Wuhan, China —On February 1st, 2020, Prof. Gang Liu from School of Public Health, Huazhong University of Science and Technology, in collaboration with Prof. Qi Sun from Harvard University, published a paper, entitled ”Smoking cessation and weight change in relation to cardiovascular disease incidence and mortality in people with type 2 diabetes: a population-based cohort study”, in The Lancet Diabetes & Endocrinology（IF=24.54）. This study provided novel evidence that smoking cessation without subsequent weight gain was significantly associated with lower CVD and CHD incidence, as well as lower mortality, among smokers with diabetes. These data emphasize the importance of weight control upon smoking cessation to maximize the cardiovascular health benefits of quitting among smokers with diabetes.
Lifestyle modification plays a fundamental role in the prevention and management of diabetes. In particular, for diabetes patients who smoke, the risk of developing CVD and other morbidities is significantly boosted by both smoking and hyperglycemia. Therefore, smoking cessation is strongly advised for this group of patients. However, smoking cessation is often accompanied by weight gain, which is a potential health concern for diabetes patients because it might result in poor diabetes control and increased risk of developing diabetes complications. The knowledge base is limited regarding whether weight gain following smoking cessation attenuates the long-term reductions in the risk of primary diabetes complications associated with quitting, and previous studies generated inconsistent findings.
To address the limitations in previous studies and to further elucidate the role of weight gain in smoking cessation and CVD risk and mortality in diabetes patients, 10,809 men and women with diabetes who participated in the Nurses’ Health Study (NHS) and Health Professionals Follow-Up Study (HPFS) were included to investigate the relationship of smoking cessation and weight change with subsequent risk of total CVD, CHD, and stroke, and all-cause and cause-specific mortality. During 153,166 and 152,811 person-years of follow-up, 2,580 incident cases of CVD and 3,827 deaths occurred among participants with diabetes. Compared with those who continued to smoke, recent quitters (2-6 consecutive years since smoking cessation) without weight gain within the first 6 years of quitting had a significantly lower risk of CVD and CHD. The multivariate-adjusted hazard ratios (HRs) and 95% confidence intervals (CIs) for CVD were 0.83 (0.70-0.99) among all recent quitters, 0.77 (0.62-0.95) among recent quitters without weight gain, 0.99 (0.70-1.41) among recent quitters with weight gain of 0.1 to 5.0 kg, 0.89 (0.65-1.23) among recent quitters with weight gain of more than 5.0 kg, and 0.72 (0.61-0.84) among longer-term quitters (>6 consecutive years since smoking cessation). In addition, weight gain within 6 years following smoking cessation did not attenuate the inverse relationship between long-term quitting and mortality among diabetes patients. The multivariate-adjusted HRs (95% CIs) for mortality were 0.69 (0.58-0.82) among long-term quitters without weight gain within 6 years following cessation, 0.57 (0.45-0.71) among long-term quitters with weight gain of 0.1 to 5.0 kg, and 0.51 (0.42-0.62) among long-term quitters with weight gain of more than 5.0 kg. Similar results were observed for CVD and cancer mortality.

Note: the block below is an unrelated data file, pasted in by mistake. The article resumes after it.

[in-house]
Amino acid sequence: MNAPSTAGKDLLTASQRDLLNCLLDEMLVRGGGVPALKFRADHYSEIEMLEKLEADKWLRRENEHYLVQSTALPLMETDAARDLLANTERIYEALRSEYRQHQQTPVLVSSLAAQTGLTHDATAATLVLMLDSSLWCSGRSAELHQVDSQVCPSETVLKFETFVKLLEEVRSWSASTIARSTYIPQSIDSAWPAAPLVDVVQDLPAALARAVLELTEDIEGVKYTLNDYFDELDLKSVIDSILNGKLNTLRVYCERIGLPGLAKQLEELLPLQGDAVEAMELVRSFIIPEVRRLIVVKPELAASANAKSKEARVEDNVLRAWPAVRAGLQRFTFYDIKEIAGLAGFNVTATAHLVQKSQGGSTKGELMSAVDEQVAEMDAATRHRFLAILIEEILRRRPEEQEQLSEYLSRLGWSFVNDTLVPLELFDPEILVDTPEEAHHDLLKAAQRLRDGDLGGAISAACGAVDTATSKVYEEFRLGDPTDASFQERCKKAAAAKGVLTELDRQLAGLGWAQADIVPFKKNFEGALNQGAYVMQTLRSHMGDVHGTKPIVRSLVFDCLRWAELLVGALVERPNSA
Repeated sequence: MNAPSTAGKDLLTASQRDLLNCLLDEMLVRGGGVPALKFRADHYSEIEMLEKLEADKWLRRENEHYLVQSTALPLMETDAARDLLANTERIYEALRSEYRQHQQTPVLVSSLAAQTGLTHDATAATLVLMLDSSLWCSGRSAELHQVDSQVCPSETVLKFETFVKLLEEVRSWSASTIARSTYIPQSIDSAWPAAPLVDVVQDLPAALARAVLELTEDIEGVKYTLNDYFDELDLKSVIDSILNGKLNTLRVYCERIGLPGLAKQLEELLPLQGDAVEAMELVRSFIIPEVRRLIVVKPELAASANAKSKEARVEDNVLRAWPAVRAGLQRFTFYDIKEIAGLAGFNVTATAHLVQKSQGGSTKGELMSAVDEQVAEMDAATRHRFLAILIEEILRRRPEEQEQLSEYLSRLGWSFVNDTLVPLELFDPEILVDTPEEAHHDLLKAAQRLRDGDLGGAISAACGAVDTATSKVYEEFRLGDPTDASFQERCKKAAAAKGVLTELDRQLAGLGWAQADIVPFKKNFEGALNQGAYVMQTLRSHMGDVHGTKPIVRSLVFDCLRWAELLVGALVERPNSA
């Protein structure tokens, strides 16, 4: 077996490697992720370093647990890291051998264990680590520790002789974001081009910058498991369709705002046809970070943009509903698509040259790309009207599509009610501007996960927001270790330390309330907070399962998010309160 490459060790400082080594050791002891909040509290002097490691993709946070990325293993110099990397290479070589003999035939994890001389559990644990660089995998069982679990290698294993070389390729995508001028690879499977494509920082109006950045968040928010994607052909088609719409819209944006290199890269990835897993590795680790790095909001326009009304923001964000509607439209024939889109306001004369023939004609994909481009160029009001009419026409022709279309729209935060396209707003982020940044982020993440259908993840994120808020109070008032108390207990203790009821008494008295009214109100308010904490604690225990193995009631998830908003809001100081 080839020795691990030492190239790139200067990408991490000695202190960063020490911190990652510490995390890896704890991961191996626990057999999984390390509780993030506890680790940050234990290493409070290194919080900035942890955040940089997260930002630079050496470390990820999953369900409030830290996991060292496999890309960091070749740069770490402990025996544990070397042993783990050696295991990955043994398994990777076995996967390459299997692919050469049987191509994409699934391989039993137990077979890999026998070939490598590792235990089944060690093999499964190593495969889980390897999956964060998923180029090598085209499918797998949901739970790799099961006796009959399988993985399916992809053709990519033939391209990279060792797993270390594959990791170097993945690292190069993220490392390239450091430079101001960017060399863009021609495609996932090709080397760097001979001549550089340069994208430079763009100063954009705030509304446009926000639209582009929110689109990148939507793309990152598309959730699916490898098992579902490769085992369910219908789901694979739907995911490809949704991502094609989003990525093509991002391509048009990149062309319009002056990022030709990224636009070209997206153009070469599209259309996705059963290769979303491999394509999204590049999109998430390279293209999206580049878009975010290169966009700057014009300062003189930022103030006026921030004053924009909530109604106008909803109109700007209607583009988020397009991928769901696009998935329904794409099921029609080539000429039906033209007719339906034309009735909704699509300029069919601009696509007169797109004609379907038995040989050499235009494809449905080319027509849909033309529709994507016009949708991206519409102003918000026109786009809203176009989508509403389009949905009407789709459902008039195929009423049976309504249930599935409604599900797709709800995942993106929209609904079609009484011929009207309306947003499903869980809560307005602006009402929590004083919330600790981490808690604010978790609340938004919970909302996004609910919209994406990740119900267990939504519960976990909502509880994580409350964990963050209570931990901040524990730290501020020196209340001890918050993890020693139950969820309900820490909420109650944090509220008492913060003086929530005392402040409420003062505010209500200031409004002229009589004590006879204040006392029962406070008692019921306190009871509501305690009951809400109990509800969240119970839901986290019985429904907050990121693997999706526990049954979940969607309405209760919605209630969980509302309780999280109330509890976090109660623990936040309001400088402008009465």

This study implies that smoking cessation without subsequent weight gain is significantly associated with a lower CVD incidence and mortality among smokers with diabetes. Weight gain following smoking cessation attenuates the reductions in the risk of developing CVD, but not premature death, among diabetic smokers who quit smoking. Therefore, to maximize the cardiovascular health benefits of smoking cessation, those with diabetes should control weight upon smoking cessation.
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